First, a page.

Grand Canyon West is a part of the Hualapai Indian Reservation and not the National Park. The closest city to the West Rim is Las Vegas, Nevada, which is 125 miles away. The drive takes approximately 2.5 hours. A famous attraction at Grand Canyon West is the ‘Skywalk’ – a clear glass pathway that stretches out over the canyon. Note that there are tickets for Skywalk that cost around $80 per person.

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Horseshoe Bend

Considered as one of the most iconic viewpoints, Horseshoe Bend is a part of the Colorado River but falls under Glen Canyon National Recreational Area. Horseshoe Bend is also sometimes referred to as ‘Grand Canyon East Rim.’ About nine miles downstream from Horseshoe Bend is where Grand Canyon National Park begins.

The Horseshoe Bend hike is short comparatively easy to other scenic hikes in the area. People generally have almost no trouble reaching the viewpoint, but there are some challenging inclines and loose gravel, so be cautious if you’re visiting with young children or people with mobility issues.

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Hiking Safety and Tips

For a safe and enjoyable hike, prepare before you arrive and keep the following tips and tricks in mind:

  • Hiking alone in the Grand Canyon is never recommended. Always take the help of guided tours or a trusted partner.
  • Always have reliable maps with you for your hike. Do not rely on Google Maps or cell service while in the Canyon. For trusted maps of the area, please visit https://www.nps.gov/grca/planyourvisit/maps.htm.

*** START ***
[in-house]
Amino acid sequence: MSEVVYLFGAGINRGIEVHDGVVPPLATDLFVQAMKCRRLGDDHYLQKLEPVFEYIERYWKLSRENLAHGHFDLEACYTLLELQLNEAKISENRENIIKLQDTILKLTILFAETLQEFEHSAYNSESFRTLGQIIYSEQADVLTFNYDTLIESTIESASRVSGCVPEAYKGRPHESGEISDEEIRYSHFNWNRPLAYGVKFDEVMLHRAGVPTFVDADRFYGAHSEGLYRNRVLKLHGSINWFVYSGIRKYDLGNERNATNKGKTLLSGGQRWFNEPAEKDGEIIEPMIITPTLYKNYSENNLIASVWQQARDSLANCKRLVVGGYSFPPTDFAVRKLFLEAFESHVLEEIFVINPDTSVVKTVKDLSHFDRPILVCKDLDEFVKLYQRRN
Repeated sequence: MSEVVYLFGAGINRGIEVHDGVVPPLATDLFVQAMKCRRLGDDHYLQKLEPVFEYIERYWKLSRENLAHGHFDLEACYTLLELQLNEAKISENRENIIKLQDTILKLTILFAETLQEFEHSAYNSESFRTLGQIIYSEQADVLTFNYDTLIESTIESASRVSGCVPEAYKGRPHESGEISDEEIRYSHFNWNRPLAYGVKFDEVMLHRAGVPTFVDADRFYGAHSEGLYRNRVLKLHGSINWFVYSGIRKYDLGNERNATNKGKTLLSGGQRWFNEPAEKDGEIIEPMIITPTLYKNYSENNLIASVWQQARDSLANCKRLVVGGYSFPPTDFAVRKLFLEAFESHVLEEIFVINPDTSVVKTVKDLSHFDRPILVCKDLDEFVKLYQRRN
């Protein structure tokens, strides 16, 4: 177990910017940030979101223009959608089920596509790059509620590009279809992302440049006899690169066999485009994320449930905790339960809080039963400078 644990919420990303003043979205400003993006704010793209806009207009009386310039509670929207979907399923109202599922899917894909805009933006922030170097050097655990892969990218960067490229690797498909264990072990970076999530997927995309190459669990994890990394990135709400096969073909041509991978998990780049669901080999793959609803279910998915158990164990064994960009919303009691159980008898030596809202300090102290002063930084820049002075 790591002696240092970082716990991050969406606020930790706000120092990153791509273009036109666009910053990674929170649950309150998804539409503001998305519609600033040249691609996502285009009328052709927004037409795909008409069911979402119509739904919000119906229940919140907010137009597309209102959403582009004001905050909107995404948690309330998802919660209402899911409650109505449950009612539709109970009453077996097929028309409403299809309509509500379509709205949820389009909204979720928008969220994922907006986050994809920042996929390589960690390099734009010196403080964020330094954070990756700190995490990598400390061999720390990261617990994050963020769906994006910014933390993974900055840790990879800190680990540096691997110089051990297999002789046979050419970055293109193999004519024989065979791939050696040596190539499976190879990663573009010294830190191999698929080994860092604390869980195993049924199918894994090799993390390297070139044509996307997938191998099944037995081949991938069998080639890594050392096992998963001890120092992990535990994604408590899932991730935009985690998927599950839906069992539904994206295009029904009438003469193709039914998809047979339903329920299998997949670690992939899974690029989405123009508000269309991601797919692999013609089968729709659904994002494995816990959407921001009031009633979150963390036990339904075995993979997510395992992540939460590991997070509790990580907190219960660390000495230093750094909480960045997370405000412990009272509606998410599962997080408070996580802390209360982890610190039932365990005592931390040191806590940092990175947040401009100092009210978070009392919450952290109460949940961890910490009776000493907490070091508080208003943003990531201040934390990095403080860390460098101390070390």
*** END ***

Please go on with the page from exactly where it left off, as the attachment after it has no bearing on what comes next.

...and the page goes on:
• The biggest dangers on the path aren’t snakes, mountain lions, or scorpions. The biggest killers are dehydration, heat stroke, and exhaustion. Bring plenty of water (more than you think) and stay hydrated.
  • Bring lots of food. Eating is just as important as drinking. Eat small amounts often. You can add electrolyte powder to your water to provide you more energy.
  • Travel as light as possible.
  • Take short breaks after every hour. Eat some food, drink fluids, and take this time to enjoy the view. These short breaks will recharge your batteries and reduce the risk of accidents.
  • Watch your time. Allow one-third of your time to descend and two-third to ascend. Don’t forget to carry a small lightweight flashlight in case you end up hiking in the dark.
  • Be kind to yourself. Know your abilities and choose an appropriate hike. Always stay within your physical limitations and always follow designated routes to avoid accidents or harming the environment.
  • Never, ever leave behind any trash on the trail. Keep this beautiful natural wonder preserved for future generations by keeping all rubbish in your backpack and disposing of it properly when you get back to proper trash receptacles. Please only use reusable water bottles, never single-use plastic. If you see other trash along the trails, do your part by picking it up and throwing away later.
  • Check updates before planning your trip at the Grand Canyon National Park’s website.

If you have never experienced the beauty of the Grand Canyon, this blog post will help you plan your once-in-a-lifetime trip! Don’t forget to share your experiences and discoveries. Have a safe and enjoyable visit!

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American travel photographer and writer, based on the beautiful island of Bali. Two years ago, I left my job as a Washington DC lawyer, sold everything I owned, and booked a one-way ticket to Indonesia to turn my creative dreams into reality. I have traveled to 60 countries, have worked with major airlines, luxury hotels, tourism boards, and fashion/adventure goods companies. When I’m not working or traveling, I spend my free time writing, doing yoga, learning to surf, or swimming at my favorite beaches in Uluwatu in south Bali.